Stephen F. Austin State University’s athletics department was placed on probation three years on Wednesday by the NCAA after six years of failure in academic certification procedures.
Schools also had to clear dozens of wins in four sports, including the NCAA Tournament victory, while facing fines, reduced scholarships and confiscation of the championship conference.
The announcement of the NCAA probation period came a day after it was announced that the three Lumberjacks programs would not be eligible for playoff appearances over the next two years due to deficiencies in the school’s Academic Progress Reports associated with academic certification errors.
Ryan Ivey, the school’s athletic director, said the certification error dates back to 2013 and was discovered last spring after the departure of two fellow athletic directors responsible for regulatory and academic compliance.
Administrators mistakenly counted all semester credit hours to determine academic eligibility instead of just counting credit hours leading to the degree, Ivey said.
The error affected the academic certification of 82 athletes in soccer, men’s basketball, baseball, volleyball, soft ball, women’s golf, men’s and women’s track & field and men’s cross-country.
When mistakes are discovered and corrected, the SFA APR score drops to the point that this week’s school learns that it will not be eligible to play this year’s postseason in soccer and baseball and for the 2021-22 season in men’s basketball.
“It’s not fair for our current athlete-students, it’s not fair for our current coach,” Ivey said in a conference call. “But this is the reality of the situation and system where we are.
“As an institution, we rise together and fall together, and for those of us who are currently here, we must manage it and direct it.”
Although the administrator who led the mistake was no longer with the athletics department – one retired and the other was moved to another campus position – Ivey said the SFA “cannot dispute what happened here. This is black and white. … We cannot dispute these facts. “
Schools at Nacogdoches, members of the Southland Conference, negotiate penalties with the NCAA and avoid the heavier sanctions that can result from a thorough NCAA investigation.
Penalties include probation, public reprimand and condemnation, fines and penalties totaling $ 94,207, including half of school fees for participating in the 2016 NCAA Tournament, and emptying 29 soccer wins, 117 men’s basketball wins and several dozen baseball and softball wins.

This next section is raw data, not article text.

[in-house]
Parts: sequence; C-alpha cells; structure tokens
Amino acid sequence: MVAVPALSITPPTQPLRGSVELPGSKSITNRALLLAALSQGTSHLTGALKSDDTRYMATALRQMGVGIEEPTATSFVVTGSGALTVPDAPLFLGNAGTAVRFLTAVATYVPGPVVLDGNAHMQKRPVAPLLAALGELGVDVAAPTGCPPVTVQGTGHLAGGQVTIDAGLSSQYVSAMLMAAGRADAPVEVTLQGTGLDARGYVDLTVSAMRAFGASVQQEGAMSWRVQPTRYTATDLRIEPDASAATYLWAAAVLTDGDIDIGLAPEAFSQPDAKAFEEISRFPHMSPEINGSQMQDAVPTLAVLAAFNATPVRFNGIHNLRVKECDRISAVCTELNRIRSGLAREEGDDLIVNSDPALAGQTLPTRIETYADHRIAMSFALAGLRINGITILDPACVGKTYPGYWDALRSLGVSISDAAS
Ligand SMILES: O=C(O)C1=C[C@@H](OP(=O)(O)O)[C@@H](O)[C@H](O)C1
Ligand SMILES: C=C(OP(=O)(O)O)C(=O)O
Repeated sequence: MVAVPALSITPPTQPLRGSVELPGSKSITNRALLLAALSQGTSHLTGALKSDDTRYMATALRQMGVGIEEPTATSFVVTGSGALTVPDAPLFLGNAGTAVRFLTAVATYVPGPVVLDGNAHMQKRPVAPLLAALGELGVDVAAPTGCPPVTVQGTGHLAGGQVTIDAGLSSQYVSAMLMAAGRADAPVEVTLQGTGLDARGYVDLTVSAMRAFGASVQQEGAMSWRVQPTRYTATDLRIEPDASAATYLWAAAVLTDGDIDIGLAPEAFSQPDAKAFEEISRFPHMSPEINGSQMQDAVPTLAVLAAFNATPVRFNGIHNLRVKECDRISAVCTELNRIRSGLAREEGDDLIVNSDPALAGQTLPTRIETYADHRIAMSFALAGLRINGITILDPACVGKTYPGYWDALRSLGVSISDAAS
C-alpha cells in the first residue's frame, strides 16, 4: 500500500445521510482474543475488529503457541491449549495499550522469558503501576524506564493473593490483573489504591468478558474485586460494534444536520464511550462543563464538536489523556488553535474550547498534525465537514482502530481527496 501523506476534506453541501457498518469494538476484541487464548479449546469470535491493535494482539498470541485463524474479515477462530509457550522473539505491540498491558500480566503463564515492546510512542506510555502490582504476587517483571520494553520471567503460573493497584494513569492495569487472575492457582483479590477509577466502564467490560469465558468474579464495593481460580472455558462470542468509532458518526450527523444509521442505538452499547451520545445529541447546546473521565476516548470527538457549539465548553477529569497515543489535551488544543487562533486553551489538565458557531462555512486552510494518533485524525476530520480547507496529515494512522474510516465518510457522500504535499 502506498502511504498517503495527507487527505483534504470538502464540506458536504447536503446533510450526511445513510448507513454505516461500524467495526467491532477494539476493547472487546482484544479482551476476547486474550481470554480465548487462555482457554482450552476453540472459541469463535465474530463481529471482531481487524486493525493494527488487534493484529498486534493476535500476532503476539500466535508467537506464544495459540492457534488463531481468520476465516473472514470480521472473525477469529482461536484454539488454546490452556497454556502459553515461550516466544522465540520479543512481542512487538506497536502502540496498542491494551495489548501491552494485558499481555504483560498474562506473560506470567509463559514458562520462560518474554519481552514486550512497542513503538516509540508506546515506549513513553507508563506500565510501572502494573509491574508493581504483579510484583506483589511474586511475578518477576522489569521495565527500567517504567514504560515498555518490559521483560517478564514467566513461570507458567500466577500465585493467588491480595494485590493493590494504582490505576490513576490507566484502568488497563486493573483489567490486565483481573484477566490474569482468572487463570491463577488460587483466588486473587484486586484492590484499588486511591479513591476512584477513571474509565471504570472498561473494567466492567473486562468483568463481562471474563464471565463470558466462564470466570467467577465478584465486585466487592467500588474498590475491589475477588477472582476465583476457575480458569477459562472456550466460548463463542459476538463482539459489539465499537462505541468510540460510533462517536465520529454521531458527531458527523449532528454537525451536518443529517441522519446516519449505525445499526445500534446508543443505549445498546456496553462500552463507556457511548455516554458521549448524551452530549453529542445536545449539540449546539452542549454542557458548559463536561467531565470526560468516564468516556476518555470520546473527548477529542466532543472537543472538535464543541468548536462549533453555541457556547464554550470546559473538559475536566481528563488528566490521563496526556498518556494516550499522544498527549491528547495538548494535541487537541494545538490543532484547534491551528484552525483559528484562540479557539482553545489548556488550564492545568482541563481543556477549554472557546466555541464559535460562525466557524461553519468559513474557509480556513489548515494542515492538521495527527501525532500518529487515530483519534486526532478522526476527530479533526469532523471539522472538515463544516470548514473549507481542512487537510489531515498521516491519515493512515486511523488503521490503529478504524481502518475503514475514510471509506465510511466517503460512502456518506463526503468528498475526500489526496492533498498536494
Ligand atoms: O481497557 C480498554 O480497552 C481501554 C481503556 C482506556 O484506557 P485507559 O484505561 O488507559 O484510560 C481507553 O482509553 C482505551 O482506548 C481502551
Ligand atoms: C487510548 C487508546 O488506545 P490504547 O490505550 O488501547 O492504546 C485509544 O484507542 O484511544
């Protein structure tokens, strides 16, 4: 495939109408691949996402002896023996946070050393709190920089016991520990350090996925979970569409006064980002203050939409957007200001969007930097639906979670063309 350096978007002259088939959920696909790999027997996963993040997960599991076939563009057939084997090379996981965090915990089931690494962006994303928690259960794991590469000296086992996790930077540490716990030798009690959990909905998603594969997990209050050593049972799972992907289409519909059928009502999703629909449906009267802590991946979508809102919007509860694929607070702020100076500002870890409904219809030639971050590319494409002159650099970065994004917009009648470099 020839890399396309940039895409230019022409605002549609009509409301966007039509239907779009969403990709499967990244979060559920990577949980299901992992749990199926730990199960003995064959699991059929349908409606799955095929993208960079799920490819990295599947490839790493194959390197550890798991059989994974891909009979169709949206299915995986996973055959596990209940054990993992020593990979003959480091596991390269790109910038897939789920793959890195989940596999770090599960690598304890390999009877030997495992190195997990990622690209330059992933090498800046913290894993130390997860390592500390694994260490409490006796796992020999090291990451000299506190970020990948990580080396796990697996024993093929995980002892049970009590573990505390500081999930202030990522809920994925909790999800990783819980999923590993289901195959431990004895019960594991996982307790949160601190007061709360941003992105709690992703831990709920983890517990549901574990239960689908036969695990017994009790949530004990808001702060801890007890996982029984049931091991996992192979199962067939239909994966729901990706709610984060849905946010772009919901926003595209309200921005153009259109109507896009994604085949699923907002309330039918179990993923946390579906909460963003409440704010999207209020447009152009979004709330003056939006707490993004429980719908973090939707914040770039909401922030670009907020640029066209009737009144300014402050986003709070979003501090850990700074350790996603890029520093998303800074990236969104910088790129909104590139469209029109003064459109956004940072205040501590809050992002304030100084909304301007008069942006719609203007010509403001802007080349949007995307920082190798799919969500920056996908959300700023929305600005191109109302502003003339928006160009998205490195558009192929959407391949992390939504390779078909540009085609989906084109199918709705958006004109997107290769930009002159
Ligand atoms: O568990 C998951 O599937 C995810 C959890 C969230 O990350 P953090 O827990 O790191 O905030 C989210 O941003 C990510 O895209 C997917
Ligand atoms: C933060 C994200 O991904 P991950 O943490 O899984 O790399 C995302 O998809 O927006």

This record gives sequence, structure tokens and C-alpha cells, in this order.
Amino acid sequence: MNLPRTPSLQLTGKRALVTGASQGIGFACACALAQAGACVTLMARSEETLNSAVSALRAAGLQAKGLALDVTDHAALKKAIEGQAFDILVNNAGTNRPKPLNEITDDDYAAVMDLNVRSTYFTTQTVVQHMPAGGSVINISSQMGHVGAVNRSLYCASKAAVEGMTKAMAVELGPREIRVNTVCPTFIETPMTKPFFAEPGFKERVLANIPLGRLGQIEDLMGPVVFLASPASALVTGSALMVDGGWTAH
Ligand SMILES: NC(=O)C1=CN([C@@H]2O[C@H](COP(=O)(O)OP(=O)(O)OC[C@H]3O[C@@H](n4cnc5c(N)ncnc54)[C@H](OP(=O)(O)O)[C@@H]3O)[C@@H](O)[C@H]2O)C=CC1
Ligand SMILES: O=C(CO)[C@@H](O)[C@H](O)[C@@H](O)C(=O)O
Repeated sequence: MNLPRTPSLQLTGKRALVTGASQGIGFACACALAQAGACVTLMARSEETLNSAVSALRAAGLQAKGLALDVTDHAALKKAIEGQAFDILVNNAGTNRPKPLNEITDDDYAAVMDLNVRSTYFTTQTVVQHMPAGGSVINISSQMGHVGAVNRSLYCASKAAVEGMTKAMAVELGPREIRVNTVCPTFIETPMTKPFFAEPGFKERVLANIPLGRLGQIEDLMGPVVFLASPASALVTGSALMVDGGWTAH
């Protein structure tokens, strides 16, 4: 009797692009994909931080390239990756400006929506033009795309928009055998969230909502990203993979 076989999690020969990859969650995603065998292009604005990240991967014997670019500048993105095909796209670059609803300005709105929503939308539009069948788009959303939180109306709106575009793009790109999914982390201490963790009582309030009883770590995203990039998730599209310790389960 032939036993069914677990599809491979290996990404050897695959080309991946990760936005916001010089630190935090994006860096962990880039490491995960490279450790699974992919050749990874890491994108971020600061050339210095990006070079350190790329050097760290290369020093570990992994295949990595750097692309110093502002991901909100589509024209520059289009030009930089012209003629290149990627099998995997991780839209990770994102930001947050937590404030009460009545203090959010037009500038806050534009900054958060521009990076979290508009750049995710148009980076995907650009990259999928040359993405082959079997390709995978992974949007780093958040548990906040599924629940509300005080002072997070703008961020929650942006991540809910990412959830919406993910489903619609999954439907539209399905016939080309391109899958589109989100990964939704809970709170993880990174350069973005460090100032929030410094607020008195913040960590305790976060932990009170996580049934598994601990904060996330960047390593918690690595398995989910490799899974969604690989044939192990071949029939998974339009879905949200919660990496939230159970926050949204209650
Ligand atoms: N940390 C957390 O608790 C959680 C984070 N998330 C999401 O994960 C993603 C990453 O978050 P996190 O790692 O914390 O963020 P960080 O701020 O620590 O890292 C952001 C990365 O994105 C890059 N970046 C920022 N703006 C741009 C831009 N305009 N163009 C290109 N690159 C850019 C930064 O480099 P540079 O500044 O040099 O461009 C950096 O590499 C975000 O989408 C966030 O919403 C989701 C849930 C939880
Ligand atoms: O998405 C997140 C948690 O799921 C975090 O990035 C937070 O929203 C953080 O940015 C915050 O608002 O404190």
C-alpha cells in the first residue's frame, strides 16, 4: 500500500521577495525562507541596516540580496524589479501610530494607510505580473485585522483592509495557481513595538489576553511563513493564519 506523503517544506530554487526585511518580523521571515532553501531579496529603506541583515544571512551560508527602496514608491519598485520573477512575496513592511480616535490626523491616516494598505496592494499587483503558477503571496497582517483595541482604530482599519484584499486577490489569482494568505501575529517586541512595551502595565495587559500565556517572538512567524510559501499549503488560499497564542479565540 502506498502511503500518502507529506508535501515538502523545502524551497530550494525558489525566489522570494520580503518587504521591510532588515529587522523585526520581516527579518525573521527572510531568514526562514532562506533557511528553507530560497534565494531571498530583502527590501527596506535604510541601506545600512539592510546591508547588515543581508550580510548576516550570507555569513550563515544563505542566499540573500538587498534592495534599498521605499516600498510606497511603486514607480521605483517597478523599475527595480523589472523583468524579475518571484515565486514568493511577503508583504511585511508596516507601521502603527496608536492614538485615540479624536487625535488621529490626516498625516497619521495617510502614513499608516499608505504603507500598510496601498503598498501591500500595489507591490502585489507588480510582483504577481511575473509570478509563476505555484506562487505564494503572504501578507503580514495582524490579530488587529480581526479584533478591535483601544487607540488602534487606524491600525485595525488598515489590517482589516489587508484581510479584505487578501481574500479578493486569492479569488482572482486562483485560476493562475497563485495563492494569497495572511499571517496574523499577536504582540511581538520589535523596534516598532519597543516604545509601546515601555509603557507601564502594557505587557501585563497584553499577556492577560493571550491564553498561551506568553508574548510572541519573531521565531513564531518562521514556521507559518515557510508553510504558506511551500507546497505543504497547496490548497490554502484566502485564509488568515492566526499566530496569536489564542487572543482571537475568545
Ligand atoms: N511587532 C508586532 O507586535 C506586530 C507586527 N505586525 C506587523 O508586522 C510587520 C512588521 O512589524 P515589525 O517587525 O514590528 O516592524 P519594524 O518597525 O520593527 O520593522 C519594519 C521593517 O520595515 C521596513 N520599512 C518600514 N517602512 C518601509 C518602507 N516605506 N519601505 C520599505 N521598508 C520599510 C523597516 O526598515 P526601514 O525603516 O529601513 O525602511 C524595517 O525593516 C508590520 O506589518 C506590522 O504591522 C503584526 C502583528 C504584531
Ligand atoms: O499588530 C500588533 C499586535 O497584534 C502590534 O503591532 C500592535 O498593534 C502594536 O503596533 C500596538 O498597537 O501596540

The SFA will also lose the Southland Conference title in men’s basketball in 2014-15, 2015-16 and 2017-18 and the Lumberjacks first round victory at the 2016 NCAA Tournament against West Virginia.
It will also face a 2.5 percent reduction in football scholarship funds for 2020-21 and 2021-22, a 5 percent baseball scholarship cut for one of the next two seasons and a loss of one men’s basketball scholarship.
However, Ivey noted that Lumberjacks’s 85-83 victory over Duke last November would not be left blank.
“Duke’s victory still counts,” he said. “I want everyone to understand that in advance.”
Ivey said the school petitioned the NCAA to allow him to serve a one-year ban after the basketball match in 2021-22 than this year because the team had several juniors who might have been transferred if the sentence had been handed down for 2020-21, which might have jeopardized their chances of graduated from school.
“That has never been done from the NCAA’s perspective,” he said.
Ivey said the athletics department staff had now changed the certification process and that the school would hire a certification officer who did not work in the athletics department.
“We have made many efforts to ensure this does not happen again,” he said.
He said SFA student athletes had averaged 3.21 points this year and won four Southland Conference championships.
Regarding the victories that were emptied and the removal of the championship banners from the Johnson Coliseum school, Ivey said, “Although the victories can be emptied on paper, they are not emptied in our hearts.”
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